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March 23, 2008

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GreyFlcn

It's not recycling.
It's reprocessing.

Re-"Cycling" infers there's a cycle.

This however is:
1. Enriched Uranium
2. Depleted Uranium
3. Plutonium Oxide
The End.

www.spectrum.ieee.org/print/4891
www.fissilematerials.org/ipfm/site_down/ipfmresearchreport03.pdf

GreyFlcn

==but recycling overcomes my main concern for nuclear power as it greatly reduces the amount of waste requiring long term storage and can reduce the time that the stored waste remains fissile.==

Who cares if it reduces the volume of the waste, if it doesn't decrease the radioactivity of the waste?

The limits to nuclear waste storage isn't volume.

Also it only reduces the time that it's stored if you assume that it's going to be run through a Fast Neutron Reactor.

Which for now, is merely wishful thinking.

Jim from The Energy Blog

GreyFlcn- The authors of the paper used the term recycling, so I just used their term. Besides if the uranium is processed so that it can be fed back to reactors for reuse, I would call that recycling.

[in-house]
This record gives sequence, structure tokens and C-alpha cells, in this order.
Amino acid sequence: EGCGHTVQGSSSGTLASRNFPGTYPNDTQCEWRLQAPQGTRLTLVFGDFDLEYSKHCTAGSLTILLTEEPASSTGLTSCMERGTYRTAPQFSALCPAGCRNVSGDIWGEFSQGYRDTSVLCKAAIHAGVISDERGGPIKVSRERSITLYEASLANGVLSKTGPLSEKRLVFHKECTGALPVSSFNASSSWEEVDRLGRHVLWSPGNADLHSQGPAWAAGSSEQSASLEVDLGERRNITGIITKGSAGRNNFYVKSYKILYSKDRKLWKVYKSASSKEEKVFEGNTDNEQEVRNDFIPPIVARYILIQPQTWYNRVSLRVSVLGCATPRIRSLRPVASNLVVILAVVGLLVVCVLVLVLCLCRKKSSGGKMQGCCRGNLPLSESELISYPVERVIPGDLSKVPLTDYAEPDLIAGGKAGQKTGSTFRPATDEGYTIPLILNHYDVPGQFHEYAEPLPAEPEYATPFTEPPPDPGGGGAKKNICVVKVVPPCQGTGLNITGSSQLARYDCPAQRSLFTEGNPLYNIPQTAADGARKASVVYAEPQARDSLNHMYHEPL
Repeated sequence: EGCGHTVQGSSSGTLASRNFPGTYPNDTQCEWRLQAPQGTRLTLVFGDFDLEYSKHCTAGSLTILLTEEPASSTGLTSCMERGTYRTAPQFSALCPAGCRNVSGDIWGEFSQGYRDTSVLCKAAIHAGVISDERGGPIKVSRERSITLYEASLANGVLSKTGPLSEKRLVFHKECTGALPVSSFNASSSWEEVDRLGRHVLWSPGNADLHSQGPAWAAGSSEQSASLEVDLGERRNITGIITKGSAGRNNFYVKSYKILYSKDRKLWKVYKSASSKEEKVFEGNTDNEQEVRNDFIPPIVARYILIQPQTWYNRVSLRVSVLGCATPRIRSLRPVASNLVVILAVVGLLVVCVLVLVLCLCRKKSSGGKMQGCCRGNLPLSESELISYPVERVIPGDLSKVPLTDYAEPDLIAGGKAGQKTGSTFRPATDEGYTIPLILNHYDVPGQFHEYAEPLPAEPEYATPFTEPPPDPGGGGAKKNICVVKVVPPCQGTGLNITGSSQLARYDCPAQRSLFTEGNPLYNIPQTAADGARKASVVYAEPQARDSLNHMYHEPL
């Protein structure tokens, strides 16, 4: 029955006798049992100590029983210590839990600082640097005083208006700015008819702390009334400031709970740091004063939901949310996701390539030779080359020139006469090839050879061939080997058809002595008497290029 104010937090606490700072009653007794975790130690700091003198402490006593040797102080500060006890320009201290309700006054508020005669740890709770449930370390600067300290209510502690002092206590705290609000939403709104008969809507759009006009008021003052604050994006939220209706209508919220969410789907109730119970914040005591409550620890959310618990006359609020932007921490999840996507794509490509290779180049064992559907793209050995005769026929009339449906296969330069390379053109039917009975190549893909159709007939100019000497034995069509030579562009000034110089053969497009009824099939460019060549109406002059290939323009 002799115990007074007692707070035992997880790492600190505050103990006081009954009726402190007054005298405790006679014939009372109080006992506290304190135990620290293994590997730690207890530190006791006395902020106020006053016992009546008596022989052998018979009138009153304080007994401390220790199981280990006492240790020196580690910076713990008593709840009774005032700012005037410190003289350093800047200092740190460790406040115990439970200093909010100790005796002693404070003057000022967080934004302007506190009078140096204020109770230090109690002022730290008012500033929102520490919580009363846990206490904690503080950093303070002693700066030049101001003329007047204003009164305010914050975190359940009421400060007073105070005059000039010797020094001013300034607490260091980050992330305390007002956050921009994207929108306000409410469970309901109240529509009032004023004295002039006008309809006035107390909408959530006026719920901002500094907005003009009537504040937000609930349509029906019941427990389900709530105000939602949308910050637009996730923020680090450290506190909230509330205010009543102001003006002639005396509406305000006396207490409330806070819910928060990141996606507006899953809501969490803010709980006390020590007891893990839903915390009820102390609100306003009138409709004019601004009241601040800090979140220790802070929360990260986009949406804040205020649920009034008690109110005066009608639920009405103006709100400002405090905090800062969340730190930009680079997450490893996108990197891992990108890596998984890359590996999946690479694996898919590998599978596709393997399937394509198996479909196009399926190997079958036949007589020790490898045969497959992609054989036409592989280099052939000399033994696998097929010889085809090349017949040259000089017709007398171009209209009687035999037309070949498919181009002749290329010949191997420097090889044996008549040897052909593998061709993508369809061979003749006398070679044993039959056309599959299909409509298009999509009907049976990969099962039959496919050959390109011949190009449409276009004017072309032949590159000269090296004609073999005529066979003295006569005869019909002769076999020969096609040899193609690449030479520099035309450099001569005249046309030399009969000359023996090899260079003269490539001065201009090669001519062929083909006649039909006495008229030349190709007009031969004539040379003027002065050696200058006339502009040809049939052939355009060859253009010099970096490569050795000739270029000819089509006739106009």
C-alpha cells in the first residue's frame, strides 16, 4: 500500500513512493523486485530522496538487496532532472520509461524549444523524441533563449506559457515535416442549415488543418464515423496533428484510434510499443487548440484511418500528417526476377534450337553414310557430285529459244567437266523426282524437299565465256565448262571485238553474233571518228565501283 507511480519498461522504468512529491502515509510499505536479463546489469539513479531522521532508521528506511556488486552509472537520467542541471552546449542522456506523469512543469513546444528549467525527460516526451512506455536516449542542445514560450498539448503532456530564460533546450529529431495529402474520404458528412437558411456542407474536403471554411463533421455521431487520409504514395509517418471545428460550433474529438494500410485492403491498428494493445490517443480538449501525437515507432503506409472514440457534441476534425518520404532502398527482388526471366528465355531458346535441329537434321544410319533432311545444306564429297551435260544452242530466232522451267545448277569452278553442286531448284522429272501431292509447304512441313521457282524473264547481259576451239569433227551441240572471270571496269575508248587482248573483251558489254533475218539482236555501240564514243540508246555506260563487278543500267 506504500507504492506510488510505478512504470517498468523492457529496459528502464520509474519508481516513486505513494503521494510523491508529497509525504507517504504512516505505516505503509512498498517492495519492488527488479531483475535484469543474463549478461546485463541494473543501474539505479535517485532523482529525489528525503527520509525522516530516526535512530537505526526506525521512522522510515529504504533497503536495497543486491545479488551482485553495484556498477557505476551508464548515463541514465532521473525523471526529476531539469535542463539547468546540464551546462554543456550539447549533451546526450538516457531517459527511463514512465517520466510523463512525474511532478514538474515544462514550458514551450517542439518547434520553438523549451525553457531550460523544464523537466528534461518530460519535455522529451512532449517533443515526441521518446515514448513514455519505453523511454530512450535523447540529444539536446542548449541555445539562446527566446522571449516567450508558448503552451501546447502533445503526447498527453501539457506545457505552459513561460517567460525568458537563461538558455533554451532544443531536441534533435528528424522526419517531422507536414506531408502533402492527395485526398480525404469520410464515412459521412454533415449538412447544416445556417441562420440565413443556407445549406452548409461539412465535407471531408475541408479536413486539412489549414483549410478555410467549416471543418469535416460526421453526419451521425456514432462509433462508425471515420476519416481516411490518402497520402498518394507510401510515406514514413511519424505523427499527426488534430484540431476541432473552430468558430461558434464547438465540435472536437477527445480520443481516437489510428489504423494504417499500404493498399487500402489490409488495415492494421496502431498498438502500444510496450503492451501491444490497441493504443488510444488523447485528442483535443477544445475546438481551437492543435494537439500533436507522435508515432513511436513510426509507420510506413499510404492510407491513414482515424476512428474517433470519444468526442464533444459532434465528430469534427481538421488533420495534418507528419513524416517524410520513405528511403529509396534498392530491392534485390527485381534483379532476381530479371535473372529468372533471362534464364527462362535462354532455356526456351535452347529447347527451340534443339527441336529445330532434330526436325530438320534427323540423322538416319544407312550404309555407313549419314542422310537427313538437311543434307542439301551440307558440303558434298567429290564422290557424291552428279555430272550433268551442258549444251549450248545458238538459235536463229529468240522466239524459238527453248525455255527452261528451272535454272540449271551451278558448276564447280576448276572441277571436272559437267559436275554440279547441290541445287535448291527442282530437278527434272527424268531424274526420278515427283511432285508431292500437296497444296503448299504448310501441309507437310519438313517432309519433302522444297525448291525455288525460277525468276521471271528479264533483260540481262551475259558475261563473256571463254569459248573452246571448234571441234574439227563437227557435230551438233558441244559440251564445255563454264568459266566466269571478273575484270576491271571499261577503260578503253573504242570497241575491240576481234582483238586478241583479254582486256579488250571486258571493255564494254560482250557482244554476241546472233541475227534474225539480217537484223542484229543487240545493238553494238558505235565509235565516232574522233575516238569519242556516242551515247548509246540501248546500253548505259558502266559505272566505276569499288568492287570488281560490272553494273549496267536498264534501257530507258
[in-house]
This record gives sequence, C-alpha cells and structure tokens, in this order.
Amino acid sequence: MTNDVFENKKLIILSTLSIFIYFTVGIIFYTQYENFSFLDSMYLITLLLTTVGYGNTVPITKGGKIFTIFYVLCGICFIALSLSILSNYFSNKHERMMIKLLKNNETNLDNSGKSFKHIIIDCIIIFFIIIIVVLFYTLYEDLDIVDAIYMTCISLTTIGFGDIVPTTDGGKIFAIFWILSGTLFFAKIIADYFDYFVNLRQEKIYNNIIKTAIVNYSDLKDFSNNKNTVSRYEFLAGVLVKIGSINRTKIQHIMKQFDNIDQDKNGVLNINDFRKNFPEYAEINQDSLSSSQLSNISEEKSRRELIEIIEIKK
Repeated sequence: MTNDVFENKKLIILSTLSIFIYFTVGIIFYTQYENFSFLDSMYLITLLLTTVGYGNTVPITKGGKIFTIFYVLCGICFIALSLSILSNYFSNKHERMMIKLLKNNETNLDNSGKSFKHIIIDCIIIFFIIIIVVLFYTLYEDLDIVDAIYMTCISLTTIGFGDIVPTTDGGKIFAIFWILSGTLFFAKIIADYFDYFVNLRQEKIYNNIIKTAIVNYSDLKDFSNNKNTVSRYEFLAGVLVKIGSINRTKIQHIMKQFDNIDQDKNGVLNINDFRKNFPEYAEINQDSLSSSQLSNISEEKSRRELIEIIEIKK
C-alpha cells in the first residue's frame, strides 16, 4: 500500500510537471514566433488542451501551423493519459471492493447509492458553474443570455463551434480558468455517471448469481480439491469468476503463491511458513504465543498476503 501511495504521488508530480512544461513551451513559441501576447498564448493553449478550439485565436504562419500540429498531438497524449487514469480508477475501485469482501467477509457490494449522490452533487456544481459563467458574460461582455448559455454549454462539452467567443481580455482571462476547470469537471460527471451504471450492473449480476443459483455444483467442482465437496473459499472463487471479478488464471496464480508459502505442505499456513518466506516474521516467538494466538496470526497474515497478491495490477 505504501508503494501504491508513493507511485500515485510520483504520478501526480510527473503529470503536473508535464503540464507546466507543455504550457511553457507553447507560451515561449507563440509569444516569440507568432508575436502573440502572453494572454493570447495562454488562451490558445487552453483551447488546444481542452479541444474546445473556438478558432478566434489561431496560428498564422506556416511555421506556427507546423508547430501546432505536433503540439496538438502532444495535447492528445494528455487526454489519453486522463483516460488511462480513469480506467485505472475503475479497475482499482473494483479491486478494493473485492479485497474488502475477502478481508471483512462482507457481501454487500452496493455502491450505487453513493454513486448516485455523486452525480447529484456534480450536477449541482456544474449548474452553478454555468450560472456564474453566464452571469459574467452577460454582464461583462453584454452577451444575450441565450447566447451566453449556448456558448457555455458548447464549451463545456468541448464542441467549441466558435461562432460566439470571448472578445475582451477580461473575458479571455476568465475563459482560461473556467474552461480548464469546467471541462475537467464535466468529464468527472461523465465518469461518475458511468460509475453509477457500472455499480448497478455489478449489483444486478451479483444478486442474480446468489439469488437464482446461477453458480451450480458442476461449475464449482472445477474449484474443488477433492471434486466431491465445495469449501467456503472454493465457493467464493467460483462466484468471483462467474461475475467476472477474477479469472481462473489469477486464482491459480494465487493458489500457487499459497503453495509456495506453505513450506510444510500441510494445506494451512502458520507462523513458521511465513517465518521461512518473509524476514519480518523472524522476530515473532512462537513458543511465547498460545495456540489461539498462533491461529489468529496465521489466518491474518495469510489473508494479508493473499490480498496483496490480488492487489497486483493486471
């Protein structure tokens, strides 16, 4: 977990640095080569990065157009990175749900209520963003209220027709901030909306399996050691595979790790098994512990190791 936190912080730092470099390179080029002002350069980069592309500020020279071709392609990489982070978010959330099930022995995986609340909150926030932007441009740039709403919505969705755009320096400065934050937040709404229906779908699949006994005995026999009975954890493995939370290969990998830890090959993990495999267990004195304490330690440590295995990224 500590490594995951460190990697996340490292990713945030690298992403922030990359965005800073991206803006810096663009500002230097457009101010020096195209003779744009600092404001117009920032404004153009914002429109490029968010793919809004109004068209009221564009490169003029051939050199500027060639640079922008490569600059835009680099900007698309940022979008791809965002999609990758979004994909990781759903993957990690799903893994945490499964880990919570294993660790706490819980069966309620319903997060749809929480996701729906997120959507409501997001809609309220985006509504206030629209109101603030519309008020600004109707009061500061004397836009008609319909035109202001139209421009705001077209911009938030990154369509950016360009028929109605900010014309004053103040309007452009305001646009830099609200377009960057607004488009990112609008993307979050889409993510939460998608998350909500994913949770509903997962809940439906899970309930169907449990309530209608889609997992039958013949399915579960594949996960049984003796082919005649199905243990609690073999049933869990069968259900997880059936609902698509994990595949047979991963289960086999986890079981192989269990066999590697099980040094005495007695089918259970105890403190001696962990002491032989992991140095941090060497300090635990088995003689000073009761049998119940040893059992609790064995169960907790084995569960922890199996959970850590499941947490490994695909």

"leaving a small amount of fission product waste which requires assured isolation from the environment for less than 500 years.” tells me that the waste is less radioactive than waste leaving the reactor. The quantity of waste is important if you have limited space to store it.

Keithonline

GreyFlan- Recycled, or reprocessed, doesn't matter. The energy extracted is orders of magnitude greater than current nukes. This is extraordinary and the best energy option out there for electricity. Radioactivity and waste IS reduced. 500 years vs tens of thousands is one, the other is the total volume. This, again is orders of magnitude less waste. From an engineering and environmental standpoint, fast nuclear reactors are by far the best strategy to pursue as long as humans desire electricity. If you ask "then why aren't we doing it", I think you could chalk that one up to the fact that those people in places of leadership in this country, (or those with influence over those people) are probably even less informed of the true benefits of this system than you are.